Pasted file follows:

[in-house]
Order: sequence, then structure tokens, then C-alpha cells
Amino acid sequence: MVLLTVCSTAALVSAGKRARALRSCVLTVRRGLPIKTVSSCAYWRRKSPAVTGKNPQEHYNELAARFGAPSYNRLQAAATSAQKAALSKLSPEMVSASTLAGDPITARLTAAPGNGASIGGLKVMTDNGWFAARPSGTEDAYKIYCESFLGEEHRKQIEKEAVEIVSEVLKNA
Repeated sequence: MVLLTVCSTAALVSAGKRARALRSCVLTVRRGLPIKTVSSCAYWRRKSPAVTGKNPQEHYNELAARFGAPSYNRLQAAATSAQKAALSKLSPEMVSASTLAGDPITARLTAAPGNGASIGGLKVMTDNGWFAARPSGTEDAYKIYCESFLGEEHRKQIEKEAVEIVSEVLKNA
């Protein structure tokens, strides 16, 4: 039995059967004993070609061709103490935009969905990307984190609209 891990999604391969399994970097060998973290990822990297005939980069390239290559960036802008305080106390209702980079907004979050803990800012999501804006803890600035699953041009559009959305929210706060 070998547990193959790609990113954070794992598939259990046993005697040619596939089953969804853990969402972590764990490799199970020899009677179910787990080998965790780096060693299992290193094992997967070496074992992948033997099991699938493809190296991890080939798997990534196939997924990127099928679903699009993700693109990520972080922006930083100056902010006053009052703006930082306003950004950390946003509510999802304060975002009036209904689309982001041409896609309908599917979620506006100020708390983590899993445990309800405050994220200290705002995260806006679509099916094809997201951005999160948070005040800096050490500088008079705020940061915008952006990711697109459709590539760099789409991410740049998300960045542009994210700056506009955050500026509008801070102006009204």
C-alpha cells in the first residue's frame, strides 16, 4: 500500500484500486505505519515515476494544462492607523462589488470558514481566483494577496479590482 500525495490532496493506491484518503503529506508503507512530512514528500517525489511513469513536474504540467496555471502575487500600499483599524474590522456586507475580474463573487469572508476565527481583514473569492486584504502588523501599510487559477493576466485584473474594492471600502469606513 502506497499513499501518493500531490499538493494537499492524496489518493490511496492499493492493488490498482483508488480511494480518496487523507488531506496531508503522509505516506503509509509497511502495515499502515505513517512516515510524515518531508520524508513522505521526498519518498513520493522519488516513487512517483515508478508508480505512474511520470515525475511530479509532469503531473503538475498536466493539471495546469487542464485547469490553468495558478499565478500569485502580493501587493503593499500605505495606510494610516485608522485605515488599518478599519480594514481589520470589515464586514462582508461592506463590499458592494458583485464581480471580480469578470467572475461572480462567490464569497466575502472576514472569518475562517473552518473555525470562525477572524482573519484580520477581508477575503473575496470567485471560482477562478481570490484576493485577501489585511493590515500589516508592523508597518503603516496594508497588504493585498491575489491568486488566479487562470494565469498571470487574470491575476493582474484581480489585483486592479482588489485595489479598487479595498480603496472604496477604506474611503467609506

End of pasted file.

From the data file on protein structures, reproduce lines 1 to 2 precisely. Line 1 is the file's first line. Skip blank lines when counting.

[in-house]
Order: sequence, then structure tokens, then C-alpha cells